Make sure you understand ramifications of making a revision to a permit before you do so. For instance, if you request a permit revision for Russia during night hours, you may need to wait four – six hours to receive approval response. Landing permits in Japan require airport slot approvals, and any permit changes requires corresponding slot changes. If the revised landing time at Haneda (RJTT) does not match available slots you may be required to reposition to Narita (RJAA).
6. Airport curfews
Be aware that airport noise and operating curfews apply to both destination and technical stops. It’s always important to be mindful of airport hours of operation as well as airport overtime availability. Santa Maria (LPAZ) in the Azores, for example, is a straight-forward tech stop, but normal airport hours are restricted to 0630 – 2130 local. While airport overtime may be requested for this location, you must make the request no later than 1900 local the day prior to operation.
7. CIQ considerations
At most locations, other than in the U.S., passengers and crew do not usually need to clear CIQ when making international tech stops. It’s always important, however, to confirm CIQ requirements prior to operation. If you’re landing at a portal location in a region such as the European Union (EU), perhaps a Stansted (EGSS) tech stop, you’ll likely need to complete CIQ formalities prior to operating to your next EU destination. During an international tech stop, CIQ clearance is not usually triggered by a catering delivery. If crew members are disembarking, or replacement crew are embarking, this will not usually subject other crew/passengers to CIQ clearance. But, it’s always important to confirm all CIQ procedures, in advance, with your local ground handler.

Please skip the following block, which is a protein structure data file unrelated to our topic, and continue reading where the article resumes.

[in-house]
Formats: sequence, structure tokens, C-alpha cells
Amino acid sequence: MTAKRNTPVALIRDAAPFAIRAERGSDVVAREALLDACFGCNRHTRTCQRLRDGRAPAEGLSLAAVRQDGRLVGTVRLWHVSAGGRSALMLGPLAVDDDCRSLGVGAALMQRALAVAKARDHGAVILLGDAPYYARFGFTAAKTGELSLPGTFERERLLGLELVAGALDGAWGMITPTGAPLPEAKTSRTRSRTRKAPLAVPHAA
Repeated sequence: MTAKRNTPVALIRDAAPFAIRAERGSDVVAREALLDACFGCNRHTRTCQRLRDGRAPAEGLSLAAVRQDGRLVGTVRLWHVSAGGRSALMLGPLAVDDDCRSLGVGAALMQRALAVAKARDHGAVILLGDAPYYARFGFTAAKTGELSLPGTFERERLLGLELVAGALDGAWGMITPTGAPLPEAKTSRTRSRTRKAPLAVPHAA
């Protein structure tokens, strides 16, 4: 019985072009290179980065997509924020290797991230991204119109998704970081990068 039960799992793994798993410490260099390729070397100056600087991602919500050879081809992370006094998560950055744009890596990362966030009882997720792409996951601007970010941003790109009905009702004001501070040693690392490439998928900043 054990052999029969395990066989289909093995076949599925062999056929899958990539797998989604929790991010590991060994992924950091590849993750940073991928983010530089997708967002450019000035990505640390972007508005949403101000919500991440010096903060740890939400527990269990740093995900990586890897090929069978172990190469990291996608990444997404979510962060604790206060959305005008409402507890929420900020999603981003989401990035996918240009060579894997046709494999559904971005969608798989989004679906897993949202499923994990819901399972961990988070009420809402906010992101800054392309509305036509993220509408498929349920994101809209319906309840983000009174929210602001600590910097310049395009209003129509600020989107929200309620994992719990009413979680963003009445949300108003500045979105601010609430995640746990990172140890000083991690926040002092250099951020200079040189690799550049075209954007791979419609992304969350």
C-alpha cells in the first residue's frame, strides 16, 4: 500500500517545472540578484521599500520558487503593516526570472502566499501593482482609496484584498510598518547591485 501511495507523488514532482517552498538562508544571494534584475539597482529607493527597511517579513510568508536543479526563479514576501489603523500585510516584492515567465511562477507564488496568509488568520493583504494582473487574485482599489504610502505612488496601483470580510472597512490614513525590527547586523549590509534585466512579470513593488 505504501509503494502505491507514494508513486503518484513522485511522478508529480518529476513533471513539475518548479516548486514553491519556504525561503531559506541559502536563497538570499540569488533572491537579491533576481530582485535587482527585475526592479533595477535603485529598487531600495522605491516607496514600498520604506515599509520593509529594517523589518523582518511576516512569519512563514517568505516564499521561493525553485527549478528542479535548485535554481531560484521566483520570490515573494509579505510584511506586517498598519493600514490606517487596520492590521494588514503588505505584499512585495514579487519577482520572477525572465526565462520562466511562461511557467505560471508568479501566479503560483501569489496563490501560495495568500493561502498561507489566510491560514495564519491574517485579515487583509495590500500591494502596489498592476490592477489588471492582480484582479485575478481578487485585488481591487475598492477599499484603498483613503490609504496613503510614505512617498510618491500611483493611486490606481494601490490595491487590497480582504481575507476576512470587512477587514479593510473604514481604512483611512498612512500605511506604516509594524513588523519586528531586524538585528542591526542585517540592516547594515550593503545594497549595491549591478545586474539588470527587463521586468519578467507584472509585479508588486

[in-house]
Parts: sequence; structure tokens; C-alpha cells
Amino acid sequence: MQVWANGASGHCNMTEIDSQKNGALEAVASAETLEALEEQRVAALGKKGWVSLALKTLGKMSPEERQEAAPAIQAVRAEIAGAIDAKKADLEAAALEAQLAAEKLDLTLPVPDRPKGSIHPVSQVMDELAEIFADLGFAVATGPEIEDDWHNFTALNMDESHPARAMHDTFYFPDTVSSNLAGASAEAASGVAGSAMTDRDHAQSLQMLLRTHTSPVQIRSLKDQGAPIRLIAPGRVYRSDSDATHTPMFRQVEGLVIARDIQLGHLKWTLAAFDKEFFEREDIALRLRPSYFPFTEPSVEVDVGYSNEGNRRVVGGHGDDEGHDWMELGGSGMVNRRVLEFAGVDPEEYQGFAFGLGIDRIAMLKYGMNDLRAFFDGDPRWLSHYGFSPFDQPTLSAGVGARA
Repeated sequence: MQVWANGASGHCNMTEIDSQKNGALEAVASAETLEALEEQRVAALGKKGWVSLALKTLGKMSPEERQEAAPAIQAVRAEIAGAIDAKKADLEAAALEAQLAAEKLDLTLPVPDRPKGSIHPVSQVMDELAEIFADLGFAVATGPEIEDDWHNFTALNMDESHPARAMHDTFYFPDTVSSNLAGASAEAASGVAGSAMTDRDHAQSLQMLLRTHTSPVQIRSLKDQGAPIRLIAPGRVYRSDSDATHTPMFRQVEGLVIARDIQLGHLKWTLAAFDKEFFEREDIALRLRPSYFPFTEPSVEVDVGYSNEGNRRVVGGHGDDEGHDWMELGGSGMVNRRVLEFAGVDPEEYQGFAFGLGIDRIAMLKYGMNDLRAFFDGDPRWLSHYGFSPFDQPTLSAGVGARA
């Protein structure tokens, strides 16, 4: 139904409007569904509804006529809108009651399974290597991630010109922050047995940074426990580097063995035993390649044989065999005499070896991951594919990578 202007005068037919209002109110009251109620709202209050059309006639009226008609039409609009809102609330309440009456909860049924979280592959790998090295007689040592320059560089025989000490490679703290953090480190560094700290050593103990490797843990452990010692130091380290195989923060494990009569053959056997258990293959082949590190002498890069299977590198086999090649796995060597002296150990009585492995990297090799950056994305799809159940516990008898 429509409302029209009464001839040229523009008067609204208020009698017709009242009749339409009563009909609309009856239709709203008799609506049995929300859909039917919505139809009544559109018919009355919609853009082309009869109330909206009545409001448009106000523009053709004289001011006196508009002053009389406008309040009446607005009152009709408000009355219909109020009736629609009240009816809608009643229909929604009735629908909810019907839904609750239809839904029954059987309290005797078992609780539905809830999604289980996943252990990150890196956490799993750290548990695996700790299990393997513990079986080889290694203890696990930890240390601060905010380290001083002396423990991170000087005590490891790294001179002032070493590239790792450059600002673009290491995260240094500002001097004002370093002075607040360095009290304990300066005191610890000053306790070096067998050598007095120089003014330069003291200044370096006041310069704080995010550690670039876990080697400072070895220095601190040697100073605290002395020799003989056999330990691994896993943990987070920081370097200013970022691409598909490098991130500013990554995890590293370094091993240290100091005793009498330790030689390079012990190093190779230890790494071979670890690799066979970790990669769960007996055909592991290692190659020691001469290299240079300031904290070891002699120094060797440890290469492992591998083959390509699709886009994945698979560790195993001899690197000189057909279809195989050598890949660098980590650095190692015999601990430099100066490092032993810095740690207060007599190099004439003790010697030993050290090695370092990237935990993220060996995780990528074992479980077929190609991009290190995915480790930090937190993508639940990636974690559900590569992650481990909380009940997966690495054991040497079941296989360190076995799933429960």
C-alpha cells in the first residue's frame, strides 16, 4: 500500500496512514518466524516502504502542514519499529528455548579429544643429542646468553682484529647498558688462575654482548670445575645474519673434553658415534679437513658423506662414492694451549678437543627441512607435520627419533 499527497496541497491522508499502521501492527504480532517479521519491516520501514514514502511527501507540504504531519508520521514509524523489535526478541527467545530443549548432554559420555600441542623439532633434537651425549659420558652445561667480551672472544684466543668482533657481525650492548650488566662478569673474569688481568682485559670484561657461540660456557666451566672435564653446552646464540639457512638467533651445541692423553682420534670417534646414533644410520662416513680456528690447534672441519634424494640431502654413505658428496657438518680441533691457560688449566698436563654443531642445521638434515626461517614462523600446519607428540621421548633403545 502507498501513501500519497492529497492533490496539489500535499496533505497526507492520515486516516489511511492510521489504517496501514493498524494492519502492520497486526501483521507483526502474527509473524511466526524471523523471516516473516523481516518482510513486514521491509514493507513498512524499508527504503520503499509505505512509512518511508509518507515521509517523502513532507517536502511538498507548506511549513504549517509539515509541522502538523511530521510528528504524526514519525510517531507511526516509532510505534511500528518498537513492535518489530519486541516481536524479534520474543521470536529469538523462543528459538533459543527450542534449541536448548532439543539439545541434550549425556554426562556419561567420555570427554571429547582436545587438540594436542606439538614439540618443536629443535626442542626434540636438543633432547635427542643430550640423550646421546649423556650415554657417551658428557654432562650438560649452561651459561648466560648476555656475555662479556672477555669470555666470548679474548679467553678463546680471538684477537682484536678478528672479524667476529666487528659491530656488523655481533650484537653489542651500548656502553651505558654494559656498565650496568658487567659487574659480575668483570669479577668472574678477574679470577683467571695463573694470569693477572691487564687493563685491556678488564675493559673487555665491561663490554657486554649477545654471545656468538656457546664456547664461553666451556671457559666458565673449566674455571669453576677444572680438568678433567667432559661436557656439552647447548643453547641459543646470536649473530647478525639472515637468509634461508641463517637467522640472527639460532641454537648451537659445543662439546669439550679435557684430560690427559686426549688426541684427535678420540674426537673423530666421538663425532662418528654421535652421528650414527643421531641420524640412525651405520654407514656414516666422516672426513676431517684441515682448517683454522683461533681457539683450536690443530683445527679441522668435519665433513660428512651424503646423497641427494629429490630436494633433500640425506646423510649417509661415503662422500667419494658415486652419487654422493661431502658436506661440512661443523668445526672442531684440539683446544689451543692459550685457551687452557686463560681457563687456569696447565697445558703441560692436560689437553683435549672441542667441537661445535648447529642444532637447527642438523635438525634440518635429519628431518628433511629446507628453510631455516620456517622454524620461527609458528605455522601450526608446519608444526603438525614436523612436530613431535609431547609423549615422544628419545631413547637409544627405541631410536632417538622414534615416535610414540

When planning technical stops it’s always best to “know before you go.” In some regions of the world, particularly more remote areas, you may not have access to fixed base operators (FBOs), general aviation terminals (GATs) or general aviation (GA) experienced ground handlers. But, so long as the airport is open, accessible and basic services are available such tech stop options can, with advance planning, be good opportunities.
If you have any questions about this article or would like assistance determining the tech stops for your next trip, contact me at email@example.com.
Stay tuned for Part 2, which covers more considerations when determining tech stops for your trip.
Category : Best Practice
About Katherine Scheer-Perry
Katherine Scheer-Perry has been with Universal since 2002 and since that time has facilitated approximately 4,500 trip legs in the European, South American, and Atlantic regions and is an expert on arranging charter flights around the globe. Katherine is cross-trained in many departments within Universal’s trip support division, giving her insight and knowledge into all areas of the trip planning process. She also has extensive experience and knowledge of Regulatory Services, permits, hotel accommodations, crew transportation, catering and security.
Katherine can be reached at firstname.lastname@example.org.